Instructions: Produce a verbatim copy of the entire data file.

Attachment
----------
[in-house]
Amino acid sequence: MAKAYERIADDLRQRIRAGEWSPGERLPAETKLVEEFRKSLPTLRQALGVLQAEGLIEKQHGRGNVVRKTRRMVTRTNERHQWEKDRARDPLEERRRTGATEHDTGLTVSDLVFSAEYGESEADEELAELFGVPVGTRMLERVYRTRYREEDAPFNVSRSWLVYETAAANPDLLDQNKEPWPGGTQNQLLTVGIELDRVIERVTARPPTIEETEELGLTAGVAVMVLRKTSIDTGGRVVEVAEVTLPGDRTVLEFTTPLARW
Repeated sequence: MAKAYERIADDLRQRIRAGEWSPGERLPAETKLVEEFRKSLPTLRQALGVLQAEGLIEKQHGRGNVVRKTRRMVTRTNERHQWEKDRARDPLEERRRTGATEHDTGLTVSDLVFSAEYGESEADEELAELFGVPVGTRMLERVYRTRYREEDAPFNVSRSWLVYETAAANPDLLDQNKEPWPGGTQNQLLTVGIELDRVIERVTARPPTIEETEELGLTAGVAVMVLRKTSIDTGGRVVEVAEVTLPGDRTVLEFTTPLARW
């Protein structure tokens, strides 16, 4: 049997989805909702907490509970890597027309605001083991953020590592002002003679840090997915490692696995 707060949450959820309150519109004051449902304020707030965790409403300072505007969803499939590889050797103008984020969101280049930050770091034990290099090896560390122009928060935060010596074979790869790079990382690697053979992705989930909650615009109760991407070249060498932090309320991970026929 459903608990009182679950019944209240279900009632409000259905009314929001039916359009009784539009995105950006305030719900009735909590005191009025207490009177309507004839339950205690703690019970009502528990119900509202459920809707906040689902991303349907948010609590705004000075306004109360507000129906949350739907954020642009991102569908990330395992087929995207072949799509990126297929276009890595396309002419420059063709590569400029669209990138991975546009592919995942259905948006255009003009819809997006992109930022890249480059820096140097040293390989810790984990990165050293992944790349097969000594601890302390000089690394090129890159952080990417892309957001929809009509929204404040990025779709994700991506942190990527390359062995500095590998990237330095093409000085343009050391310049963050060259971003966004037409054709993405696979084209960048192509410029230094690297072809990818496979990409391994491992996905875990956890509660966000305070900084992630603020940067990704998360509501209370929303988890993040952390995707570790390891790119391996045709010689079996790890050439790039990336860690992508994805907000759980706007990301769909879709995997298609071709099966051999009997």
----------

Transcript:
[in-house]
Amino acid sequence: MAKAYERIADDLRQRIRAGEWSPGERLPAETKLVEEFRKSLPTLRQALGVLQAEGLIEKQHGRGNVVRKTRRMVTRTNERHQWEKDRARDPLEERRRTGATEHDTGLTVSDLVFSAEYGESEADEELAELFGVPVGTRMLERVYRTRYREEDAPFNVSRSWLVYETAAANPDLLDQNKEPWPGGTQNQLLTVGIELDRVIERVTARPPTIEETEELGLTAGVAVMVLRKTSIDTGGRVVEVAEVTLPGDRTVLEFTTPLARW
Repeated sequence: MAKAYERIADDLRQRIRAGEWSPGERLPAETKLVEEFRKSLPTLRQALGVLQAEGLIEKQHGRGNVVRKTRRMVTRTNERHQWEKDRARDPLEERRRTGATEHDTGLTVSDLVFSAEYGESEADEELAELFGVPVGTRMLERVYRTRYREEDAPFNVSRSWLVYETAAANPDLLDQNKEPWPGGTQNQLLTVGIELDRVIERVTARPPTIEETEELGLTAGVAVMVLRKTSIDTGGRVVEVAEVTLPGDRTVLEFTTPLARW
């Protein structure tokens, strides 16, 4: 049997989805909702907490509970890597027309605001083991953020590592002002003679840090997915490692696995 707060949450959820309150519109004051449902304020707030965790409403300072505007969803499939590889050797103008984020969101280049930050770091034990290099090896560390122009928060935060010596074979790869790079990382690697053979992705989930909650615009109760991407070249060498932090309320991970026929 459903608990009182679950019944209240279900009632409000259905009314929001039916359009009784539009995105950006305030719900009735909590005191009025207490009177309507004839339950205690703690019970009502528990119900509202459920809707906040689902991303349907948010609590705004000075306004109360507000129906949350739907954020642009991102569908990330395992087929995207072949799509990126297929276009890595396309002419420059063709590569400029669209990138991975546009592919995942259905948006255009003009819809997006992109930022890249480059820096140097040293390989810790984990990165050293992944790349097969000594601890302390000089690394090129890159952080990417892309957001929809009509929204404040990025779709994700991506942190990527390359062995500095590998990237330095093409000085343009050391310049963050060259971003966004037409054709993405696979084209960048192509410029230094690297072809990818496979990409391994491992996905875990956890509660966000305070900084992630603020940067990704998360509501209370929303988890993040952390995707570790390891790119391996045709010689079996790890050439790039990336860690992508994805907000759980706007990301769909879709995997298609071709099966051999009997």